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Archive for the ‘Frogs and Toads’ Category

White's Tree Frog Nikon D5200, Nikon 105mm Micro VR lens ISO 100, f18 @ 1/60 sec

White’s Tree Frog – captive
Nikon D5200, Nikon 105mm Micro VR lens
ISO 100, f18 @ 1/60 sec

 

Today’s blog post is featuring the work of Barb Marszalek. Barb was one of the participants on the recently concluded Frogs of the World Photographic Workshop. To create these photos Barb was using her hand-held Nikon D5200 with a Nikon 105mm Micro VR Lens. Since the Nikon D5200 has an APS-C size sensor the 105mm Micro lens becomes the 35mm equivalent of a 157mm lens. Barb’s Nikon Speedlight was fitted with my custom-made tracing paper flash diffuser. I will feature this ridiculously inexpensive but extremely effective, do-it-yourself- flash diffuser in a future blog post. Barb did a great job capturing the White’s Tree Frog a-top of the brilliant red Bromeliad blossom as well as the Vietnamese Moss Frog – a true master of camouflage – on a large, flat piece of lichen and moss covered tree bark. Also you can anticipate the action of the Red-eyed Tree frog  as it is poised to leap from it’s perch on the pink bromeliad blossom. In the final image of the female Fire Belly Toad, which was photographed on a small lichen covered branch resting in the home-made mini-pond that I set-up for each of these workshops, Barb framed the composition quite nicely ensuring that the water extended across the entire bottom edge of the frame.

Congrats on the beautiful images Barb!!!

Vietnamese Moss Frog Nikon D5200, Nikon 105mm Micro VR Lens ISO 100, f16 @ 1/60 sec

Vietnamese Moss Frog
Nikon D5200, Nikon 105mm Micro VR Lens
ISO 100, f16 @ 1/60 sec

 

Red-eyed Tree Frog Nikon D5200, Nikon 105mm Micro VR Lens ISO 100, f18 @ 1/60 sec

Red-eyed Tree Frog
Nikon D5200, Nikon 105mm Micro VR Lens
ISO 100, f18 @ 1/60 sec

 

Fire Belly Toad - captive Nikon D5200, Nikon 105mm Micro VR Lens ISO 100, f16 @ 1/60 sec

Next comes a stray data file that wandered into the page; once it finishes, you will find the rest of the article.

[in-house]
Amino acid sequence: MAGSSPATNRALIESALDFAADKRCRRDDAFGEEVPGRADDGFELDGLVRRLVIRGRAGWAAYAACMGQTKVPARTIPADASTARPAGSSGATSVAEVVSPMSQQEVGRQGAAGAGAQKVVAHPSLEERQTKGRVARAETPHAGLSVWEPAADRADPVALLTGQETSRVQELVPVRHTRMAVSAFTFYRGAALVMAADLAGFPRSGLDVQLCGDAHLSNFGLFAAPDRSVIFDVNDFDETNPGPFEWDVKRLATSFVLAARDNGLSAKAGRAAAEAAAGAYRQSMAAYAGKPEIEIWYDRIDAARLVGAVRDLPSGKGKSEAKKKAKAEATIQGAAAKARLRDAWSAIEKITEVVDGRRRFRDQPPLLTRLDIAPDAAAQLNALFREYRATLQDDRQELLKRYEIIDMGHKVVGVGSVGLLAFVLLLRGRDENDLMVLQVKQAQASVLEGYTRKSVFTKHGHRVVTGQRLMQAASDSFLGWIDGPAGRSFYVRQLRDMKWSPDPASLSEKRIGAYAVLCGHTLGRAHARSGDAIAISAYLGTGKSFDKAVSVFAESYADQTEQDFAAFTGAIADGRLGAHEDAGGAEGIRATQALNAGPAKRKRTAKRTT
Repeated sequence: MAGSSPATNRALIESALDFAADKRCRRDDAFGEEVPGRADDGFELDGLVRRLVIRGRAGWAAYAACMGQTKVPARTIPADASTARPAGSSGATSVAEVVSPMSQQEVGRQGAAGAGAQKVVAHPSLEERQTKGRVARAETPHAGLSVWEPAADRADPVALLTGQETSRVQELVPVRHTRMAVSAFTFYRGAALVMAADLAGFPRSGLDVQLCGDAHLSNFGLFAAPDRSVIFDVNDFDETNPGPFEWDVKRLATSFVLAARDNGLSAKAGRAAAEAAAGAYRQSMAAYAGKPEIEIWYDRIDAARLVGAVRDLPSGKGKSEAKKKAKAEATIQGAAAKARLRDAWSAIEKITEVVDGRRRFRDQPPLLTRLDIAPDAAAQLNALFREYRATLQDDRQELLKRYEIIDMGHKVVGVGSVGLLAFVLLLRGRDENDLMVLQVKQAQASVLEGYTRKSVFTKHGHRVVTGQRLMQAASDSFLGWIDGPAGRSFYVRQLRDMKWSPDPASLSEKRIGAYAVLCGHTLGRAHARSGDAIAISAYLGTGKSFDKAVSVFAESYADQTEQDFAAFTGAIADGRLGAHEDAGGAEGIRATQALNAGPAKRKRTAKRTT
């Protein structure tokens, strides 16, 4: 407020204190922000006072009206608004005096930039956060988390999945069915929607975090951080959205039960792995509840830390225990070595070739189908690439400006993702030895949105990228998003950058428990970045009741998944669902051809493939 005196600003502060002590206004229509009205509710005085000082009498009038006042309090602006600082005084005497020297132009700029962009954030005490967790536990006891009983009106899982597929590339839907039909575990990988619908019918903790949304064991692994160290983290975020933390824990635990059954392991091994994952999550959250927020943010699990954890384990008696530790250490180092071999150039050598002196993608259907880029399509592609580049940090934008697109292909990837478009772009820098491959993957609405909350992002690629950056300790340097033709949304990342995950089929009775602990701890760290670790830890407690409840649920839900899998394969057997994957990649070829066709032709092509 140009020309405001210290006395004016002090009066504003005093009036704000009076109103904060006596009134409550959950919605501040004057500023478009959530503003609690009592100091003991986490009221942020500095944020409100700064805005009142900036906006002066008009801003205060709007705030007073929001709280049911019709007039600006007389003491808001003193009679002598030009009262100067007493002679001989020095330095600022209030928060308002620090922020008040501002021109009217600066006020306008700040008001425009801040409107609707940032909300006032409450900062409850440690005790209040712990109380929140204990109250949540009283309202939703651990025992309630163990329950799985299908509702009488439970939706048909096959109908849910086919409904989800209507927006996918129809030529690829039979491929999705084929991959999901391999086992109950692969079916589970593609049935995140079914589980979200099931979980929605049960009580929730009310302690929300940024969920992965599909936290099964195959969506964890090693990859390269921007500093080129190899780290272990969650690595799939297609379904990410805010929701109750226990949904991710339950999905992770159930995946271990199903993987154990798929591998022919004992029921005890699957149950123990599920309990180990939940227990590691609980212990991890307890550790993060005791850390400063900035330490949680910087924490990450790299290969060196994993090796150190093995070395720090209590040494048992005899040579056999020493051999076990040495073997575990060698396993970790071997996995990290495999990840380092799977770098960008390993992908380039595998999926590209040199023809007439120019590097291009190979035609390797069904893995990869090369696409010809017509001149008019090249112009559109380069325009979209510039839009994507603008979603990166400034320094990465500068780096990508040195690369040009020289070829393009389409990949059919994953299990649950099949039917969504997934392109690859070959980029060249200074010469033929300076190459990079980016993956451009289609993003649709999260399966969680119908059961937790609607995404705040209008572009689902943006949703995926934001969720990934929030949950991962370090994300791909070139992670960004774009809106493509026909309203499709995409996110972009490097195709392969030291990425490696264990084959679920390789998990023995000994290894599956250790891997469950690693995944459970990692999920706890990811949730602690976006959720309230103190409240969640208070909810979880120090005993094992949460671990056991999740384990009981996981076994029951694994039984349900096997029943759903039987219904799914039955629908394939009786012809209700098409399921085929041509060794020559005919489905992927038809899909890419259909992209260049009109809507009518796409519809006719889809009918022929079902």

Fire Belly Toad – captive
Nikon D5200, Nikon 105mm Micro VR Lens
ISO 100, f16 @ 1/60 sec

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Red-eyed Tree Frog - captive Nikon D800, Nikon 105mm Micro Lens Nikon SB400 on a Wimberley F-2 Macro Bracket ISO 100, f16 @ 1/60 sec

Red-eyed Tree Frog – captive
Nikon D800, Nikon 105mm Micro Lens
Nikon SB400 on a Wimberley F-2 Macro Bracket
ISO 100, f16 @ 1/60 sec

 

The recently concluded Frogs of the World Photographic Workshop was a great success with the amphibians being very co-operative. The workshop participants came away with a stunning selection of imagery, of which I will share with you in a soon to be published blog post. A beautiful selection of tropical plants was sourced out to maintain natural looking set-ups to mimic what would we would find in the native habitats of each species we were photographing. This past workshop featured a couple of new additions as well – Dendrobates auratus dart frog and a Fire Salamander! Here are a few of the images I created in between assisting the workshop participants with their compositions and off camera flash techniques.

I will be hosting the next workshop in January and will likely mix it up a bit with some amphibians and a couple of very colorful, non-poisonous snakes!!! Please send me an email at info@andrewmclachlan.ca to be added to the “early-bird sign-up list” and you to can be creating stunning images of these incredibly beautiful and colorful critters without slogging through the swamp!

Do remember to click on each of the images to see the larger, sharper version.